WHISNANT: Pay college players
The NCAA should adjust its rules and pay its athletes
With the men’s basketball team safely in the Sweet Sixteen, March Madness is well under way at the University. There are few things more satisfying about being a college student than getting together with a good group of friends and cheering on players you can count as classmates. That said, the madness of the NCAA tournament is hardly limited to the basketball court. Behind the buzzer beaters and highlight reels lies a harsh economic reality in which a few people become extremely wealthy at the expense of the athletes who actually provide work.
According to a study by the National College Players Association and Drexel University’s Sport Management Department, college basketball and football players are collectively denied $6.2 billion in compensation over their college careers. In the same study, the researchers found the average male basketball player’s scholarship had a fair market value of $1.06 million, a figure well beyond what any current NCAA scholarships provide. Despite receiving over $770 million per year from broadcasting the Tournament, the NCAA prohibits players from receiving any kind of payment for their work. In a statistic highly relevant to the number one-seeded Cavaliers, NCAA champions Louisville saw their players denied an estimated $6.5 million each in fair market value. Rather than the players who practice ceaselessly and execute stunning plays on national television, the NCAA, telecoms and college athletic administrations see all the profits.
Taylor Branch, author of “The Cartel: Inside the Rise and Imminent Fall of the NCAA,” writes the NCAA helped craft the designation of players as “student-athletes” (and therefore not employees) to avoid costly workers’ compensation claims for players hurt in the often-dangerous world of college sports. Though critics will claim that an NCAA scholarship is all expenses paid, the limits of medical coverage are often hazy, and many athletes have to go into their own pockets to pay for the enormous costs of their injuries. The University’s own “Student-Athlete Handbook” reminds players that medical expenses are not “automatically taken care of” and that support is “limited to making co-payment financial aid available to student-athletes only for medical services rendered for athletics-related injuries or conditions.” That financial backing counts for something, but with many players nationwide encountering five-figure deductibles, it’s far from a secure arrangement. For fans of college sports, perhaps the shaky coverage of medical services and denial of payment during athletes’ prime earning years contribute to players leaving college for professional sports earlier than they would otherwise, diminishing the quality of the game for everyone.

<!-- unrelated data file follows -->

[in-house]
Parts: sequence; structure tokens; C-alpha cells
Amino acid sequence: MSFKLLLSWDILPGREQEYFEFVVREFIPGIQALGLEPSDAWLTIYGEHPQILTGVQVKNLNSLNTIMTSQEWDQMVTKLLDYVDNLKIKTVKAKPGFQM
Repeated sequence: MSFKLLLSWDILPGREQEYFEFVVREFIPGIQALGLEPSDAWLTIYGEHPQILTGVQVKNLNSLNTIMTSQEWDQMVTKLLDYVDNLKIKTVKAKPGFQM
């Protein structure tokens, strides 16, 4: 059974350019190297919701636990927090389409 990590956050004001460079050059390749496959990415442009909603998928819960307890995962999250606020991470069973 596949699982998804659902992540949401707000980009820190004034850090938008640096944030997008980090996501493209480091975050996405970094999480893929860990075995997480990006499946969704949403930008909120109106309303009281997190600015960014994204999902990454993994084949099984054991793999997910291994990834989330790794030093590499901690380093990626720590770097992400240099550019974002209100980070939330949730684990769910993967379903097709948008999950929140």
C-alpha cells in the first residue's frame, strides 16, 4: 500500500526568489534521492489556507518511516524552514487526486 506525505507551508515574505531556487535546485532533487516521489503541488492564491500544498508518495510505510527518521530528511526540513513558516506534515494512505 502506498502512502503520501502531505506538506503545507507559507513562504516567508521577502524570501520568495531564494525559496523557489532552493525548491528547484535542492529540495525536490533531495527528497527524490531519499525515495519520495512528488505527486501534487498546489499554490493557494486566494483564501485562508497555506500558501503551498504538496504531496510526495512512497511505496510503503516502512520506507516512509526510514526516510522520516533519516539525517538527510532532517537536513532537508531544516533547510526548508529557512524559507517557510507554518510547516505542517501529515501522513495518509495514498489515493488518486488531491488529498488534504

In addition to inoculating the NCAA from full legal liability for player damages on the job, the NCAA prevents players from seeing a dime when their likenesses are featured on the cover of video games, for instance, that sell millions of copies with characters that often closely resemble real players. Beyond the particularly visible example of video games, players are also barred from receiving profits from the jerseys and other merchandise they help sell. From tickets to t-shirts, the NCAA consistently stops players from getting their fair share.
The NCAA will claim that it can’t afford to pay college athletes what they’re worth, but with a record surplus in 2012 and pay for top executives totaling nearly $6 million, this claim does not withstand scrutiny. Beyond arguments of practicality, there is a deeply American philosophical principle at stake in this debate: people who work should be paid. As long as the NCAA continues to operate under the illusion that players who are featured on primetime television and magazine covers aren’t professionals, the University’s athletes are poorer and less medically secure for it. That’s anyone’s definition of madness.
Gray Whisnant is an Opinion columnist for The Cavalier Daily. His columns run Wednesdays.